• Select methods and laboratory procedures and schedule, conduct and supervise analytical tests.
  • Supervise technical staff.

Work Environment

Analytical chemists work in a variety of locations, including:

 The office:

  • Analyzing data
  • Writing reports to summarize findings after data analysis
  • Doing paperwork and analyzing data for reporting
  • Communicating on the phone and in meetings with clients, government departments, colleagues, and experts in the field
  • Researching new technology and advancements in chemistry
  • Consulting with other chemistry professionals
  • Researching literature and preparing reports and scientific and white papers
  • Developing and implementing quality control procedures
  • Reviewing data from other scientists
  • Troubleshooting any issues that arise

The field:

  • Collecting samples of air, water, soil, or other materials
  • Collaborating with professionals from various disciplines, such as chemical engineering, biology, geology, and other related fields, in research and development initiatives

The laboratory:

  • Conducting experiments to analyze the composition, structure, and properties of various substances
  • Preparing test solutions and processing samples
  • Designing experimental and sampling protocols
  • Calibrating instruments

Where to Work

There are a number of places analytical chemists can find employment. They include:

  • Federal, provincial/territorial, and municipal government departments
  • Colleges, universities, and research institutes
  • Biotechnology firms
  • Waste management firms
  • Environmental consulting firms
  • Agrochemical companies
  • Forensic labs
  • Firms in other industries, for example, oil and gas, pharmaceuticals, and manufacturing


Search for jobs on the ECO Canada Job Board.

Education and Skills

Education

If you are considering a career as an analytical chemist, you should have a keen interest in:

  • Mathematics
  • Environmental Sciences
  • Chemical engineering
  • Biochemistry

In most cases, the minimum education requirement is a university undergraduate degree.

If you are a post-secondary student considering a career as an analytical chemist, the following programs are most applicable:

  • Chemistry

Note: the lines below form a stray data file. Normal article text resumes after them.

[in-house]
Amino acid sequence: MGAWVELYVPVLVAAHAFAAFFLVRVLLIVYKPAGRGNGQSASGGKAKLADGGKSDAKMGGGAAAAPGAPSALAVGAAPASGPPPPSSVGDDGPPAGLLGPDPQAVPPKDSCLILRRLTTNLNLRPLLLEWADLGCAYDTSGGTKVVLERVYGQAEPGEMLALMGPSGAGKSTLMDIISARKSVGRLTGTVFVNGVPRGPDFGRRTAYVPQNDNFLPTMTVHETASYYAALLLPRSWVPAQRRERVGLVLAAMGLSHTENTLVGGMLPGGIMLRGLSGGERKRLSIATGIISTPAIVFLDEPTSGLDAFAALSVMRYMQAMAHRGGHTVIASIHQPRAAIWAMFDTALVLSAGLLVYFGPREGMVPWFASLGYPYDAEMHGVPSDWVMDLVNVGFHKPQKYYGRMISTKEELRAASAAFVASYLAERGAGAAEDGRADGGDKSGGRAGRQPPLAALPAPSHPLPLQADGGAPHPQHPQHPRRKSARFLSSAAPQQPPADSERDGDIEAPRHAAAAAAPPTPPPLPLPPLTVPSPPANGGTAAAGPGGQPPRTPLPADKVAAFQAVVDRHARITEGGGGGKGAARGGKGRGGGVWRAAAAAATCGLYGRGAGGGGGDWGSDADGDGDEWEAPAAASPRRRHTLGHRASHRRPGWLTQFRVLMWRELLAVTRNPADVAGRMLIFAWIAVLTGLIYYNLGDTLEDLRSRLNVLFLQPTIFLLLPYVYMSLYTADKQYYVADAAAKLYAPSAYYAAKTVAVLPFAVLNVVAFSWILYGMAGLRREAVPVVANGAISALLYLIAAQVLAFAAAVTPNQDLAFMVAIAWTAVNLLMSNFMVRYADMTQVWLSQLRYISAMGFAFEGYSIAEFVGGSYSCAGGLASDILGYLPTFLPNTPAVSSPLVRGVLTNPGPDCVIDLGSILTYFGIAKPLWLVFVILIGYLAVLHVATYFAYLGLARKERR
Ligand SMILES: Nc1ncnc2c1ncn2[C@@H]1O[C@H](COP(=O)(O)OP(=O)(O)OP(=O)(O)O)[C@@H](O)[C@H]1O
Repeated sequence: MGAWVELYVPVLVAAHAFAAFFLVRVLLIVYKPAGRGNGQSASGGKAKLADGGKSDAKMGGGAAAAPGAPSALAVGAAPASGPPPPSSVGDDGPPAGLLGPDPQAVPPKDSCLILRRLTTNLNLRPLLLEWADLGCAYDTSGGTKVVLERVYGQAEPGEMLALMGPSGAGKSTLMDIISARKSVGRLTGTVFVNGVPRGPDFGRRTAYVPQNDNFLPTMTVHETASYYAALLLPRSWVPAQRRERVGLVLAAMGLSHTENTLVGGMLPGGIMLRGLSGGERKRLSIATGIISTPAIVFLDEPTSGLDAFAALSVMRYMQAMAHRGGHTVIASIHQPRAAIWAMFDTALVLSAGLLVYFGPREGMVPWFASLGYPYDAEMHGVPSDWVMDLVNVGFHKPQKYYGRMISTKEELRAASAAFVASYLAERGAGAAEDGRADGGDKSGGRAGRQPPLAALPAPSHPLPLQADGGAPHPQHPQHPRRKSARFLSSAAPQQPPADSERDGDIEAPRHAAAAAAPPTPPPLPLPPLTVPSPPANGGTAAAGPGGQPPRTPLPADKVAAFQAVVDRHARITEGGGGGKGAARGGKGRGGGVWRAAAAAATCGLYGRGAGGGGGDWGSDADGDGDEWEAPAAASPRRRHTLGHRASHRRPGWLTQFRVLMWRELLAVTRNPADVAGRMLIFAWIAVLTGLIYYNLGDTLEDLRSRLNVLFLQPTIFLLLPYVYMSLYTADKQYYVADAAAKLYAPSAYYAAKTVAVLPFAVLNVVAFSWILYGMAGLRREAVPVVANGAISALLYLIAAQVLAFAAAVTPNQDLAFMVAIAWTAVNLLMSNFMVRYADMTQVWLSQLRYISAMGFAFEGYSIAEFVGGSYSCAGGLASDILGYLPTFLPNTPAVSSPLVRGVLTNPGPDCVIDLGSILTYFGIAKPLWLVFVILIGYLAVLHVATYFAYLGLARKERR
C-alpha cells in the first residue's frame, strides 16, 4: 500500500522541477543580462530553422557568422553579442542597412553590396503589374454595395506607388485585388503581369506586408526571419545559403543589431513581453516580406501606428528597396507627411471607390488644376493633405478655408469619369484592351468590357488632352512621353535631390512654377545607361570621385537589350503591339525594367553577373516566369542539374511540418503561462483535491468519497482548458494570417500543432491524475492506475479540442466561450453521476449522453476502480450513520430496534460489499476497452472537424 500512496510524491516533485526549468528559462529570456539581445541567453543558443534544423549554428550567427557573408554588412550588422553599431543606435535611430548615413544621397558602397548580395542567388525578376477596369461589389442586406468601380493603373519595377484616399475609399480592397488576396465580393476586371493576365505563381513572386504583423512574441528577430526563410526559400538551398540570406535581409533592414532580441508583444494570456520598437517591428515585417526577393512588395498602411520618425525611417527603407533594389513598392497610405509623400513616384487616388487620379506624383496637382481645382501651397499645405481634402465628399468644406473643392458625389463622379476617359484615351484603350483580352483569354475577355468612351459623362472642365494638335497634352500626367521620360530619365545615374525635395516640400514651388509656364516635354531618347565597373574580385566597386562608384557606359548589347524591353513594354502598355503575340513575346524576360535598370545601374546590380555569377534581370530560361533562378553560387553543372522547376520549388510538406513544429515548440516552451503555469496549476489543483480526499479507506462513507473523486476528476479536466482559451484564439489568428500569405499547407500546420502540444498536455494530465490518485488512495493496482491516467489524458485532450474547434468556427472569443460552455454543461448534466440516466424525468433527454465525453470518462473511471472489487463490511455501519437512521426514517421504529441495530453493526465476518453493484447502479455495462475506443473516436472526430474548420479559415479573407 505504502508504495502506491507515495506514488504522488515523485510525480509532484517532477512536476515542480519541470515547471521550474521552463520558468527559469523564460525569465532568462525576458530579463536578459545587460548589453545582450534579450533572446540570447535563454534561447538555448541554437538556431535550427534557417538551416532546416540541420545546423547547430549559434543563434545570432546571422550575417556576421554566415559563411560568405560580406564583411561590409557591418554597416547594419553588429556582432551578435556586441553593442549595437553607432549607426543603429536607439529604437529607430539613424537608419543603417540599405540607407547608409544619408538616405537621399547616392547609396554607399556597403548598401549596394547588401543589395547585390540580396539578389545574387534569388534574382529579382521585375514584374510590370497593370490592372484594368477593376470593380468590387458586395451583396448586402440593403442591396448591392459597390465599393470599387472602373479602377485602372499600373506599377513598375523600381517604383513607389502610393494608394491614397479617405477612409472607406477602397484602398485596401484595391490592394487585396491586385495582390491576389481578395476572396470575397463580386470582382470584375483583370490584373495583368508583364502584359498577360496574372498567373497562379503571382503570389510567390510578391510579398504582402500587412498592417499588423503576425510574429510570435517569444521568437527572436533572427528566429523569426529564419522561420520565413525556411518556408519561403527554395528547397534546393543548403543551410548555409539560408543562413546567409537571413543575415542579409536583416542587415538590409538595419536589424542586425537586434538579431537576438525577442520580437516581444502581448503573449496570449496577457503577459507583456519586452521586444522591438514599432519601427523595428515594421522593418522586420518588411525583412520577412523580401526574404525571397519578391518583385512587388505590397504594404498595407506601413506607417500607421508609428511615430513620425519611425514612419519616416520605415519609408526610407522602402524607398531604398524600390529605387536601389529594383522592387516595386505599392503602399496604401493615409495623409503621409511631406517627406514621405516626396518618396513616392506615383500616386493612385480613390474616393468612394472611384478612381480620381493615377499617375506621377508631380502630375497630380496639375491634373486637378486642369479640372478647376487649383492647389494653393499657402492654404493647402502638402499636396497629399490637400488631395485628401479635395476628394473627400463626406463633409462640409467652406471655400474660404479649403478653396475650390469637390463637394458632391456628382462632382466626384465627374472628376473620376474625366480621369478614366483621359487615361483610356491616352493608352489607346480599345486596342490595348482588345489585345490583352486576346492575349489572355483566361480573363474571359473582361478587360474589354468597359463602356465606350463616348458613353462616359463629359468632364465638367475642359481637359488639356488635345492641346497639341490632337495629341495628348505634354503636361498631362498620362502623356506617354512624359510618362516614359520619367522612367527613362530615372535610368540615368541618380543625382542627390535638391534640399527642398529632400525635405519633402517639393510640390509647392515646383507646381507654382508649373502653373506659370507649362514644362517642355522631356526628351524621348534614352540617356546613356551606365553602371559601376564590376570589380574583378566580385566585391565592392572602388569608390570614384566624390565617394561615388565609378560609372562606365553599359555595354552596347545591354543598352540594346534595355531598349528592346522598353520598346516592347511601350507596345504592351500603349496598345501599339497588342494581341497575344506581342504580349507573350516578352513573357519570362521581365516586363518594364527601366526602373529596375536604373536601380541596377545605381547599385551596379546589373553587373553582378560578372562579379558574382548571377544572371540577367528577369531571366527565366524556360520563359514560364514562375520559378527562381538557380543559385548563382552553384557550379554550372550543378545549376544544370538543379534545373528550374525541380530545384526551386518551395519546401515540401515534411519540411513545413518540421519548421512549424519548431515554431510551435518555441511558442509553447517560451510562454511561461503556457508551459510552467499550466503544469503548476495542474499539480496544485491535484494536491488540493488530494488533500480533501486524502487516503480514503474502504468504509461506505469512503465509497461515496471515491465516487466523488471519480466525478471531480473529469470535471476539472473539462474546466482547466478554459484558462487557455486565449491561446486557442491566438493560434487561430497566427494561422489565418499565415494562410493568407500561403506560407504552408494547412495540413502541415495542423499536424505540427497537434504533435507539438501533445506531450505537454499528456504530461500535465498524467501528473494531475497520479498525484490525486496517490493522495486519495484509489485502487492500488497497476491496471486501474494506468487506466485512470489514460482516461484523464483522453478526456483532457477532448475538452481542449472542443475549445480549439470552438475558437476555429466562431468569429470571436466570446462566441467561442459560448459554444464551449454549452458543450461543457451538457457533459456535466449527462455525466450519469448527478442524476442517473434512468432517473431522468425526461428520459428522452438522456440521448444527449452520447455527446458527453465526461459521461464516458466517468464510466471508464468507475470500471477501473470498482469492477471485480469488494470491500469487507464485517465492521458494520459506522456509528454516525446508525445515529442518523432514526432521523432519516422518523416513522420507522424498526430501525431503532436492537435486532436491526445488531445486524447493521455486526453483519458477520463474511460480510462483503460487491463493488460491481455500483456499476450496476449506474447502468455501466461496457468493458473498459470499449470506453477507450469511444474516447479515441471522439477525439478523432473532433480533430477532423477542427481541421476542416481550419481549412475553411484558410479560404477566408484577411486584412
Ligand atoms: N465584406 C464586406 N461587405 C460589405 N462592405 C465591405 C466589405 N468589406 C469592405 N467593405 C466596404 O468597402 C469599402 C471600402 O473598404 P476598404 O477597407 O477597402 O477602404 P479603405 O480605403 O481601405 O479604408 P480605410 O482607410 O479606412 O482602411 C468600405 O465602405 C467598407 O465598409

• Mathematics
  • Biology
  • Physics

Analytical chemists do not necessarily need to be certified but most practitioners prefer to belong to national professional associations, such as the Canadian Society of Chemistry (CSC), or province-specific associations, such as the Association of the Chemical Profession of Alberta (ACPA).

Our Environmental Professional (EP) designation can also help you progress in your chosen environmental career.

Skills

Technical Skills

  • High-performance liquid chromatography (HPLC)
  • Good manufacturing practices
  • Laboratory information management systems (LIMS)
  • Microsoft office
  • Test methods and analysis
  • Quality control
  • Investigating and research

Personal and Professional Skills

  • Problem-solving
  • Attention to detail
  • Time management
  • Project management
  • Monitoring, evaluation, and coordination
  • Verbal and written communication

Environmental employers seek professionals who combine technical knowledge with personal and professional skills. Watch our free webinar “Essential Not Optional: Skills Needed to Succeed in Canada’s Environmental Industry” or take our Essential Skills courses.

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Education and Skills

Amandeep Nagra

Throughout high school, Amandeep Nagra’s strongest marks were in chemistry. "I wanted to pursue a career in this science, but I wasn’t quite sure how.” After a conversation with his brother, a recent university graduate, he decided to go to college instead of university. "I was more interested in the work side, rather than spending a lot of time in school.” Two years after finishing high school, Aman had completed a diploma in chemical science from the British Columbia Institute of Technology.